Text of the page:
La Provincia newspaper of Las Palmas interviewed me on the occasion of the Sixth Hotel Innovation Conference of “La Ruina Habitada” held from November 18 to 21, 2013 at Nautilus Lanzarote Hotel.
How will customer Big Data analysis revolutionize tourism?
In the immediate future, there will be a change in attracting customers. There will be a difference between the traditional way of attracting a customer-colloquially, casting the fishing line-and how the customer is going to come in upcoming years. Big Data analytics will profoundly change distribution channels because the way of attracting customers will be precisely focused on knowing them. The more you know your customer, the more possibilities you will have to attract him or her to your business.
It will be a new challenge for the tourism industry.
You have to do a serious, costly, ambitious and very technological job of knowing the customer. The most foreseeable way is for this to be done through powerful Big Data analytics. Big Data will enable predictive models which, through tracking customer footprints, everyone and everything will be a sensor. It is predicted that there will be 212 billion connectors on the planet by the year 2020 that will be interrelated without cables through computers and data communication. In that ostentatious amount of data that are going to be managed, the management system will afford an unheard of knowledge of travelers’ movements thanks to data cross referencing. Distribution channels will gradually fall into the hands of purely technological companies that will be the only ones able to face enormous investments in developing Big Data analytics. Continue reading
In one of the existing accommodation forums on Facebook, where the tourism trade is a clear channel of opinion in which to consult or communicate union troubles, the following text jumped to my screen. It was published a few days ago and the author does not need to be disclosed:
A couple interns call around midnight to ask about availability and will be arriving at the hotel around 2 a.m. Russians. At 4:15 a.m., one called her from the room and it went like this:
– Reception, goodnight.
+ Hello, good evening, look, it’s that I have a female … hhhmmm … URGENCY and I need help.
– What is it? Can you be a little more specific about it so we can help?
+ How do you say … A female emergency, you know what I mean?
– Well, honestly, if you don’t specify the urgency, I cannot offer more help.
+ Hhhmmmm … An urgency on … hhhmmmmm, “the period.”
– OK, I understand, we could provide a towel in any case, if you want. Can you wait until tomorrow to buy tampons or pads in the nearest pharmacy?
+ And there is no woman that you can call or you can help me that’s awake at this hour?
– Well, honestly, it’s 4.15 in the morning and I don’t think I’m ready to wake anyone for that urgency.
+ Okay, and the closest pharmacy?
– Well, actually, you go there in any case.
And so, at 5 a.m. they went to the nearest pharmacy to buy tampons.
I don’t know if such situations occur repeatedly in hotels, but it has happened and its resolution should make us think very seriously about what you would expect from an emergency night experience at a hotel.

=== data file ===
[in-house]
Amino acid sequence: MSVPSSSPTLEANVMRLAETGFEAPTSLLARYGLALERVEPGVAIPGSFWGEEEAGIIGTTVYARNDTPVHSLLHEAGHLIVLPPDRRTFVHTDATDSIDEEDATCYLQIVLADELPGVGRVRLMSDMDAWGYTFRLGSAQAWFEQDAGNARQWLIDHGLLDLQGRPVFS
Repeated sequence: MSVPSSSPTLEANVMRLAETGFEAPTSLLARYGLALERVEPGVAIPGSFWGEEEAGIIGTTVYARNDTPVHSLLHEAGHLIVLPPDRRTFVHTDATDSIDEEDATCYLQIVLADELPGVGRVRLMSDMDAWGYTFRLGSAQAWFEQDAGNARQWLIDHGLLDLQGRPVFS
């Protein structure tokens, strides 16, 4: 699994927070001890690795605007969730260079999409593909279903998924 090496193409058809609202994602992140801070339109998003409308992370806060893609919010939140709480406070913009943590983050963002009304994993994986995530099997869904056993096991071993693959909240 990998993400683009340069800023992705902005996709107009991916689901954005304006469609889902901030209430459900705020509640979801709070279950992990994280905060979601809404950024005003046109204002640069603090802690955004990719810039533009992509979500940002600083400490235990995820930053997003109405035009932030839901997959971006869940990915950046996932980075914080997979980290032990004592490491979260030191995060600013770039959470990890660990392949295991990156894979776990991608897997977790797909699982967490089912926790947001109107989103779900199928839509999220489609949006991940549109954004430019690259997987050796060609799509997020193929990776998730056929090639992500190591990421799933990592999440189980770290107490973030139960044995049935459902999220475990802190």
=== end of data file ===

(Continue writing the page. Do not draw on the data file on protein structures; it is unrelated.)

The receptionist showed a remarkable lack of reflexes, but concedes the benefit of their nocturnal biorhythms differing empirically from those who have daylight hours. Another obvious shortcoming is the receptionist’s limited empathy with women Continue reading
The discussion borders on the absurd. And the news has just been released in social networks after my notice, that the Belgian chef, Fredrick Dhooghe, who runs a restaurant in Flanders, awarded with a Michelin star, has requested his withdrawal from this guide. It’s not the first time that a request of this type has ocurred, nor the first that has come to me from hotel establishments reluctant to my reviews. “Against the vice of asking, is the virtue of not giving” has been my motto for the three long decades that I’ve been publishing my reviews and guides in EL PAIS. “Easy: close the restaurant” has been my answer to today’s tweet.
Dhooghe, owner of restaurant t’Huis van Lede, located in Wannegem-Lede, near Ghent, also requested not to appear in the French guide Gault & Millau, through a registered letter asserting that his decision is final. It’s not clear, however, whether his final decision was to send the letter or the predetermination of interfering in the private affairs of the pneumatic publication, in which case his desideratum would be a clear threat to free enterprise and freedom of expression. Continue reading
After the controversy over false reviews on sites like TripAdvisor, I have held a debate about the blacklists that several tourism platforms have created over conflicting guests. This initiative, which allows subscribers to view the list of problematicpassengers, may affect the right to honor or freedom of expression in the words of some shysters. The Spanish economic newspaper Expansion has just published a reference I want to comment on here. Not from the law perspective, but from common sense that marks every principle of reciprocity.
According to the Charter of the United Nations, the signing states apply and develop the right to free expression – an inalienable right of every person to communicate what they think and how they think it. This right prevails in some countries like the United States, even on top of other constitutional rights such as honor, privacy and self-image. So much so that successive actions against TripAdvisor have not matched punitive judgments by the courts, except in exceptional cases. Continue reading